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Is It Okay To Drink Ice Cold Water After Exercise?

After a great workout, all you need is to replenish your fluid loss. What could be better than water after exercise? But is it okay to drink ice-cold water after exercise? These days, many suggest drinking cold water after exercise is beneficial. Is it true? And how much cold is good enough? Let us understand these things in detail.

Studies suggest that intake of cold water or ice slurry during exercise can be effective in improving endurance exercise performance in the heat.1 It may be beneficial for athletes but you would like to check what suits best to you.

Is It Okay To Drink Ice Cold Water After Exercise?

Is It Okay To Drink Ice Cold Water After Exercise?

There have been different opinions about whether or not to have water right after the exercise and particularly the temperature of the water. Ice-cold water after exercise was thought to be a big no, considering that it can shock the organs and can affect the natural cooling process. Some also believed that cold water can constrict the blood vessels and affect the blood flow to the body parts thus causing a hindrance in the recovery after exercise.  

However, recent studies have shown that drinking cold water after exercise helped delay the increase in core temperature during an exercise session in a moderate climate in euhydrated subjects.2 In this study that was conducted in 2012 the subjects were given cold beverages after which their performance improved in some areas.

Many studies earlier have raised a concern that a rise in core temperature significantly affects the performance of sportspersons. Due to the hot environment, the endurance exercise capacity is affected, which gives rise to body temperature and increases the risk of dehydration. Hence, in the case of athletes sportspersons, and people who regularly exercise in a hot environment, it may be useful to drink cold water.

Experts report that exercise performance can be significantly impaired when 2% or more of body weight is lost through sweat.3 It is reported that water loss can affect performance after 60 to 90 minutes of exercise. Hence, sportspersons are advised to maintain pre-exercise hydration of about 500 ml of water the night before the competition, then 500 ml on waking up, and again 400 to 600 ml of cool water before the onset of exercise. Even during exercise and sports performance, they need to stay hydrated. Frequent intake of cold water, every 5 to 15 mins is advised during exercise. It is also suggested that athletes should train themselves to drink large quantities of water during their training sessions and consume even more water in hot and humid climates.3

So if you are wondering if it is ok to drink ice cold water after exercise, the answer is yes, if you are involved in such sports activities and performances, and no if you do not tolerate it well.

Here are some of the benefits of having cold water after exercise.

Lowers Core Body Temperature – Prevents overheating, reduces loss of fluids through sweat, and prevents dehydration. Keeps you cool even when you are performing physical activities, which helps you perform better.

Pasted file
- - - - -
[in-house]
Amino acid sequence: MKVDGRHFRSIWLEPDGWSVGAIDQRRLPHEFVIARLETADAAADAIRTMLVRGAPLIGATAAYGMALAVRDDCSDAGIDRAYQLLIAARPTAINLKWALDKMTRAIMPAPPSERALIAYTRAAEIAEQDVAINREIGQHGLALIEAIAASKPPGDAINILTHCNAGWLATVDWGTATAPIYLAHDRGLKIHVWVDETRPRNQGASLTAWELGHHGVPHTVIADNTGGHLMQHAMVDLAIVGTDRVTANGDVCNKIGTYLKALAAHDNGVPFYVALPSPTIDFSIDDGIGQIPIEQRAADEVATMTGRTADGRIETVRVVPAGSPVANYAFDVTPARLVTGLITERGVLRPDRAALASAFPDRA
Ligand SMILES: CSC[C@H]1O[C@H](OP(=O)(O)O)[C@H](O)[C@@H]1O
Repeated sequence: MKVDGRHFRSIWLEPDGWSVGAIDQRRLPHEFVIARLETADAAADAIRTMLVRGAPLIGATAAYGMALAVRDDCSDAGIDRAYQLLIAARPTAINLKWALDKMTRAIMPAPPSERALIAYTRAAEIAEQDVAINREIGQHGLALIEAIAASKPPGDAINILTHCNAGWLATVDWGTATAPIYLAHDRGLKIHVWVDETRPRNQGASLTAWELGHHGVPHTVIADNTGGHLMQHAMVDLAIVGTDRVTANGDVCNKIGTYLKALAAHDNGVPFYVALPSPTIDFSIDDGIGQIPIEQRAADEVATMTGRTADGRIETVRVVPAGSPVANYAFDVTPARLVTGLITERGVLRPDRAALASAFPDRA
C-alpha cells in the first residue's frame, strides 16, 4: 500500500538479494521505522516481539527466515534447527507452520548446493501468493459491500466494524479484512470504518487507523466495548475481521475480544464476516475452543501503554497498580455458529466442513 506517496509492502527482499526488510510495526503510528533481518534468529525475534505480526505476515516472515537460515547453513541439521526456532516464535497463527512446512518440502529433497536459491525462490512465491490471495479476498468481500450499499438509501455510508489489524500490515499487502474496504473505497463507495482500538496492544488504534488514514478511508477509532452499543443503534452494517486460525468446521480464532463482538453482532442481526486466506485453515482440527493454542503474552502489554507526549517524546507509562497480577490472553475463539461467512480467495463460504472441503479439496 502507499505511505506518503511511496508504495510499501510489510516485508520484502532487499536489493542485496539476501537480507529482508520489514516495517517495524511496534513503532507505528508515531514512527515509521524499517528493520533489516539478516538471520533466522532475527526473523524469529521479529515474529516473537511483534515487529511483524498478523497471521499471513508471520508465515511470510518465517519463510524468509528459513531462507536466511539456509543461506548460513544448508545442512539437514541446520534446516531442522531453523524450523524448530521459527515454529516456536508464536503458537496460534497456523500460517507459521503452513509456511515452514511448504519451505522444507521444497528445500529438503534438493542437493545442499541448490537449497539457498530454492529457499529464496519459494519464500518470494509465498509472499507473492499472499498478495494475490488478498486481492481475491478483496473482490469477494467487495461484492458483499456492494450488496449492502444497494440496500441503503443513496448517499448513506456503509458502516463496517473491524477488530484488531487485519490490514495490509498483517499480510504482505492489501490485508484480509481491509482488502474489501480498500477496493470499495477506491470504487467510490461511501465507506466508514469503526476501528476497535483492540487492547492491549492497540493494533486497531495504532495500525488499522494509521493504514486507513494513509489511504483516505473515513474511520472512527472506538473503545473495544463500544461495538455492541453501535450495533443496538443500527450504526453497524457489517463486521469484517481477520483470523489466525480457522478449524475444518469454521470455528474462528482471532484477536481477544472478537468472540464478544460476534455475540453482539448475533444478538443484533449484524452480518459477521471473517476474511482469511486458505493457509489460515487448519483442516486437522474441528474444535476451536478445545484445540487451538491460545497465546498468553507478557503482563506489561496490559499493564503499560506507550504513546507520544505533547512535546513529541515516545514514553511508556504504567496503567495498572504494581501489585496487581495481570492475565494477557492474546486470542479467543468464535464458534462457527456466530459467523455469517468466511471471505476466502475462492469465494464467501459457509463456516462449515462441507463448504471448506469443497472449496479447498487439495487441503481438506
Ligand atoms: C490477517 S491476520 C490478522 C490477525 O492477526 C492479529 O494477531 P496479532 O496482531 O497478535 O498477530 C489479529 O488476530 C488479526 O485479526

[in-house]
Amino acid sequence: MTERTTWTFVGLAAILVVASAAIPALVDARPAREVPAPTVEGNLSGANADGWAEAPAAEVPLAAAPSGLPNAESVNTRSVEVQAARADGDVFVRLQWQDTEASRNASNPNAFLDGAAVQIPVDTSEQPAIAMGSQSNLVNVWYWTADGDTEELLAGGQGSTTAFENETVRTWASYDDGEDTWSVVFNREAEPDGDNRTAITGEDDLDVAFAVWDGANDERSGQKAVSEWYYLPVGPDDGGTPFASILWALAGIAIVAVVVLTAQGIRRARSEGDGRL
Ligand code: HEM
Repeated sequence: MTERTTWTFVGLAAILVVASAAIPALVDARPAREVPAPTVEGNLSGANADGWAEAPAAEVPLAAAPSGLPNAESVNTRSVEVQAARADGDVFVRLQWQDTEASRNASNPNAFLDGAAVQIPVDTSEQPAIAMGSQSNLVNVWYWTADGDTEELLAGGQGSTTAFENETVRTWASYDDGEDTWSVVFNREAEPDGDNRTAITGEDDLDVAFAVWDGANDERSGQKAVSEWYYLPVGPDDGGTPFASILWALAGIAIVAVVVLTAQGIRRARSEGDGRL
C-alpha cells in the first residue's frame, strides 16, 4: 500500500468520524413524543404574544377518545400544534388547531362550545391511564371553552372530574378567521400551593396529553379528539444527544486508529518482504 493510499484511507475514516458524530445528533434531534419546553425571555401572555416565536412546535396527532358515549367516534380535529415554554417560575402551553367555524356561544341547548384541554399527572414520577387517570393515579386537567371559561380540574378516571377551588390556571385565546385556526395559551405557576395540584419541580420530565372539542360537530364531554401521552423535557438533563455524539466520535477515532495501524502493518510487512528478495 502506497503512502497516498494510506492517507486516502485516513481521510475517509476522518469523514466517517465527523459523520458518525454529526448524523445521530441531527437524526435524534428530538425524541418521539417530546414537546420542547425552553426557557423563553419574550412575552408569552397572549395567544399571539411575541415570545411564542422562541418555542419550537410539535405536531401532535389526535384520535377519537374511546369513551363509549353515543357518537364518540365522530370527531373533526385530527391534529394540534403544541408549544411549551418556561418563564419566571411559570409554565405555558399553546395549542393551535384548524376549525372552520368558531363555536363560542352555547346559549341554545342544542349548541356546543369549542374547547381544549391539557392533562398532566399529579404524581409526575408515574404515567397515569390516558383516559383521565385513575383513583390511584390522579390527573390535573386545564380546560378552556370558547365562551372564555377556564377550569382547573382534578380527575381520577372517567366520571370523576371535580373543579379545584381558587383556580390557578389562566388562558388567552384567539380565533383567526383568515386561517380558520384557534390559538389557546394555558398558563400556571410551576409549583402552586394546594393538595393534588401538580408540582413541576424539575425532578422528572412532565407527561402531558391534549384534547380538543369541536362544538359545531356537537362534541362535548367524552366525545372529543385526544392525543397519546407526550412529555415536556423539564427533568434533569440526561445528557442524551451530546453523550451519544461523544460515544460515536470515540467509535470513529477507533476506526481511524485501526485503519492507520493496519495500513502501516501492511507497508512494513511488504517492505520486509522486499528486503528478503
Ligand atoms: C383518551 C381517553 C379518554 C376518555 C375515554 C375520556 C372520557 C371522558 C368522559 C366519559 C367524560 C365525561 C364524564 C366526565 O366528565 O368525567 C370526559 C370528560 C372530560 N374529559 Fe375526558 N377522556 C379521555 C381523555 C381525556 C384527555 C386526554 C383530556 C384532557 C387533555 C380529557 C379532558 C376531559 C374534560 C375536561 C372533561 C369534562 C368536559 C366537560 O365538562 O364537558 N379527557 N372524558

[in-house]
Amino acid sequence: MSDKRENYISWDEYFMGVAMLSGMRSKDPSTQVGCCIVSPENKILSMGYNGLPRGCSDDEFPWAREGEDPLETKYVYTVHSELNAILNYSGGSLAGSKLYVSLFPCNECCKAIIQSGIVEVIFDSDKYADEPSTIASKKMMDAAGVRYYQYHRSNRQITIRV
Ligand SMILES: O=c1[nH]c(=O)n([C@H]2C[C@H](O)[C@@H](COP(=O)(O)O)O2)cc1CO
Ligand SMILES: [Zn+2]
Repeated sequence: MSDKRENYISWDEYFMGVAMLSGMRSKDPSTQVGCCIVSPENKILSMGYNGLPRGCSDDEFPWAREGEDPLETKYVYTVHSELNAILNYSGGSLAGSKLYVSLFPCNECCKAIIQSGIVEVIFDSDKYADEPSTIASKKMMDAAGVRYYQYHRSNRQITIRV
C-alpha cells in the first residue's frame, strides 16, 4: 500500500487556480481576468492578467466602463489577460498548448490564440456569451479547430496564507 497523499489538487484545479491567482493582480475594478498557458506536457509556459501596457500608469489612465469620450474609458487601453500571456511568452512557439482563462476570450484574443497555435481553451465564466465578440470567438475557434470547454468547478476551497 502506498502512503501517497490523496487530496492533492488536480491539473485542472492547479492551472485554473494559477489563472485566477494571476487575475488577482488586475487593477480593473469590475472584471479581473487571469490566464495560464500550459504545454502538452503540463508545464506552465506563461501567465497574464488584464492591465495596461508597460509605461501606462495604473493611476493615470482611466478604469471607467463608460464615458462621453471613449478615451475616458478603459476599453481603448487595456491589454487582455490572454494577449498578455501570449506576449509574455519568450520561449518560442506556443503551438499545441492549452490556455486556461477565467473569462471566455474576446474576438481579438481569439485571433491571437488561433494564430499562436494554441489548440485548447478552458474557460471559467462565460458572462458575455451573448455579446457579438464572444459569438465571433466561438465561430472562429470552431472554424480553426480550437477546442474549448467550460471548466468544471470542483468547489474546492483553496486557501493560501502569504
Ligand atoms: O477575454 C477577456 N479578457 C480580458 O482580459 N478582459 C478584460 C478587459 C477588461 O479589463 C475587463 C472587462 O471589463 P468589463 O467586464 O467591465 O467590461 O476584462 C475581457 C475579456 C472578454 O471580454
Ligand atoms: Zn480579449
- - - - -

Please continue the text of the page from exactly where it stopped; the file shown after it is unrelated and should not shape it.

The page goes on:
Feels Better – Having cold water can be satisfying for many. The palatability of drinks can influence fluid consumption during exercise, which can affect the hydration status. As cold water is better accepted and more palatable, it can help to prevent heat illness, and fatigue and will help boost performance by mitigating the risks. A 2012 study concluded that cool beverages, which were less than 22° C, significantly increased the palatability and fluid consumption, thus improving hydration during exercise as compared to the control group.4

For some, it may be okay to drink ice-cold water after exercise but for some ice-cold water may be a concern too. Some people are more prone to respiratory troubles, cold, sinusitis, and sore throat and may not tolerate ice-cold water after exercise. Moreover, if your exercises are not very demanding or at strenuous as athletes and sportspersons, you may feel good with cool water. Room temperature water may also be good enough for those who cannot tolerate very cold water. The purpose is to have water that is cooler for you after exercise so that it helps you cool down and prevents overheating and dehydration. Warm water will surely make you feel hot and you will sweat more, so at room temperature, cool or cold water is the best way out, depending on what suits you.

While plain water is the best to have, some may prefer to have sports drinks that offer hydration and also help replace electrolytes. Water infused with fruits, lemon or herbs is also a great pick, as flavored water gives a refreshing feeling.  


There are conflicting opinions and limited research on the impact of cold-water consumption on thermoregulation and exercise performance. More research needs to be done in this respect and more data must be collected to determine the ideal choice of hydration in general for people engaged in exercise.2

However, considering some of the risks involved in consuming ice-cold water some people, it may be a good idea to avoid taking very cold water. Consuming room temperature water or cool water may be a good option in such cases. Athletes and sportspersons who practice at a very strenuous level not only need to maintain hydration but also need to keep their body temperature low in the heat. They may be benefited from taking ice cold water, which can help improve their performance.


Pramod Kerkar, M.D., FFARCSI, DA
Pramod Kerkar, M.D., FFARCSI, DA
Written, Edited or Reviewed By: Pramod Kerkar, M.D., FFARCSI, DA Pain Assist Inc. This article does not provide medical advice. See disclaimer
Last Modified On:October 15, 2022

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